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- Contents

Chapter 1. Vision System Design

Chapter 2.
Biological Eye 

Chapter 3. Eye 
Design Illustrations
Chapter 4. Eye 

Chapter 5. Optical   Systems Design 

Chapter 6. The 
Eye Designer

Related Links

Appendix A --
CRIS Speech & SlideShow by Curt Deckert

Appendix B - RAPID Speech by Curt Deckert

Appendix C - Comments From Our Readers

Appendix D - Panicked Evolutionists: The Stephen Meyer Controversy








Chapter 6
Section B
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B. Eye integration design evidence
1. Eye integration with brain
     Human eyes are just one example of very creative optical system design. All of natures eyes illustrate the result of applying intelligent design to achieve vision. . If you believe that the white fly or any animal was created, then it follows that everything else was created The eye's integration with the brain and the remainder of the body requires thousands of communication lines connecting each of many types of cells to function as a vision system. Some nerve cells may have more than 10,000 lines of communication with other cells! The size of these communication fibers or small tubes may be less than .010 micron in diameter. Such fibers are even smaller than we can see with most conventional microscopes where, under ideal conditions, we may be able to see 0.2- micron details. Special UV microscope systems may enable one to see detail smaller than 0.1 micron and UV laser scanning microscopes can allow resolution on the order of .02 micron. UV is used to excite fluorescence to selectively make many active lines of communication between cells visible. If this advanced cell integration and communication evidence had been known in 1850, it is probable that most educated people would not pay much attention to present evolutionary theories. It would seem that today, having well over 1000 times the technical knowledge available in 1850, we should have more objective ideas about the origin of vision. I doubt that Darwin would go along with his followers of today. 

2. Eye integration with other parts of body
     Eyes, larger in proportion to body size, are more difficult to integrate into a creature in terms of weight, volume, brain size requirements, and the overall need for energy. Ideally, larger eyes and brains have the ability to process and store more data. Smaller eyes provide input for difficult high-speed image processing, but smaller brains probably have less long-term memory and learning abilities.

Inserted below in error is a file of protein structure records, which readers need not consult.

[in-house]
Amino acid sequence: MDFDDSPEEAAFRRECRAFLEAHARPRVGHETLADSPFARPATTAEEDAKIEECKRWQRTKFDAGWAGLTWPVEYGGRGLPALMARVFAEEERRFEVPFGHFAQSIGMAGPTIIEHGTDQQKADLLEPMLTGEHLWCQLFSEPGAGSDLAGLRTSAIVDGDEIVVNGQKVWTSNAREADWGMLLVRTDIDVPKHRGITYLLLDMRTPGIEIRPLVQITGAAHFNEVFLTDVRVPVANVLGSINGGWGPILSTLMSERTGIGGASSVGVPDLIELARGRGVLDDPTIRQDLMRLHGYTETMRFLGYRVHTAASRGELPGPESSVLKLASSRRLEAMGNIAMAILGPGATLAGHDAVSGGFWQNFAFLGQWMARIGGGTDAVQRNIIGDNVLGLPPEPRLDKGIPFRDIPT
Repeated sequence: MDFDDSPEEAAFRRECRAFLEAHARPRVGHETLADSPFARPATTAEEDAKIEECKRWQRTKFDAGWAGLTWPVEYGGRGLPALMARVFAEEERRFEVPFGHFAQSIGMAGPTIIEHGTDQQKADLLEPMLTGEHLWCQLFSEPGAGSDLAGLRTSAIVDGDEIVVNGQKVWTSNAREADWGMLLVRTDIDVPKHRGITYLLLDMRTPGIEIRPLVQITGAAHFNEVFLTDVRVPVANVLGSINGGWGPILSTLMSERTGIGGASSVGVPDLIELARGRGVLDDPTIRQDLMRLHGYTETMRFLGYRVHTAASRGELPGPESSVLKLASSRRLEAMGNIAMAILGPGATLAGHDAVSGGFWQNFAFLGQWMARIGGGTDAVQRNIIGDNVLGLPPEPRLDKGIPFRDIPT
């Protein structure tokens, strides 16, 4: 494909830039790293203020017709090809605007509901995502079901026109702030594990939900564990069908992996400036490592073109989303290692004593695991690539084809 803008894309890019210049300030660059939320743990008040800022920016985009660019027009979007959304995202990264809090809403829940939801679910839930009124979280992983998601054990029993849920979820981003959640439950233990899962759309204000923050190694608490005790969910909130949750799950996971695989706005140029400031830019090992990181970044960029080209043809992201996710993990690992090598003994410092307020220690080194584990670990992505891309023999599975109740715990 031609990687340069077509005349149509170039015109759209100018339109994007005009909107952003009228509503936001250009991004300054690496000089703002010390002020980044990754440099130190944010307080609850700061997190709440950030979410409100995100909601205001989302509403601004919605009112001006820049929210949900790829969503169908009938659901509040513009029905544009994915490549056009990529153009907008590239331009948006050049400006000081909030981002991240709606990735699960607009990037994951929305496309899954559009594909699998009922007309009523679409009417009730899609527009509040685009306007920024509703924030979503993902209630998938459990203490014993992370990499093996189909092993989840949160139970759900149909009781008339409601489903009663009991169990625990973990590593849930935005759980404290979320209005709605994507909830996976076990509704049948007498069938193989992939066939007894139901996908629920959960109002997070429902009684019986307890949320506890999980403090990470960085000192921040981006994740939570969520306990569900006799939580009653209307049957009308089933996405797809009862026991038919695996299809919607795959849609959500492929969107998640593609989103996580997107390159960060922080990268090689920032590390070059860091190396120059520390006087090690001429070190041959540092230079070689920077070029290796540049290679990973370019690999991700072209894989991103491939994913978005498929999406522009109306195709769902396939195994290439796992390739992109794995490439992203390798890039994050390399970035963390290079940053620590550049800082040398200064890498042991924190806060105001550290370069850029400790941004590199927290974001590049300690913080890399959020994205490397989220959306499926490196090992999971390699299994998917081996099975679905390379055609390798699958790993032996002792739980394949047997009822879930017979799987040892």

Eyes are typically well integrated with the remainder of the animal. One of the prime examples of eye camouflage is the visual design on many eyes. Here the microscopic anti-reflective coating on moth eyes shows very definite design effort. In some animals,  eyes that protrude will reduce the camouflage capability, hinder flying, or slow swimming. Other animals need eyes that protrude, in order to provide a means of wide angle scanning with eyes having a limited field of view.
     See the following Figure for animals having a variety of eye mountings.(Fig 6.14b from pg. 152, Iridology, Vol. 2, 1982, published by Bernard Jensen Enterprises, Escondido, CA 92027) (Fig 6.14b adapted from 1999 Eye Poster from Anatomical Chart Co. Skokie, IL) 
fig6-09TN.jpg Variety of Eye Mountings 300x175
Figure 6-14a Variety 
of Eye Mountings
fig6-14bTN.jpg Human Eye Mounting 200x115
Figure 6-14b Human 
Eye Mounting
     There is considerable parallel processing in natures eyes, as compared to most man-made vision systems that have been devised recently using very fast serial processing. Serial processing used in machine vision requires less complex interfacing, but is limited for rapid pattern recognition because of the speed of the interface. This compares to natures small eyes that transmit information over many parallel paths to small efficient brains for split second response. This requires more integration effort on the part of a designer.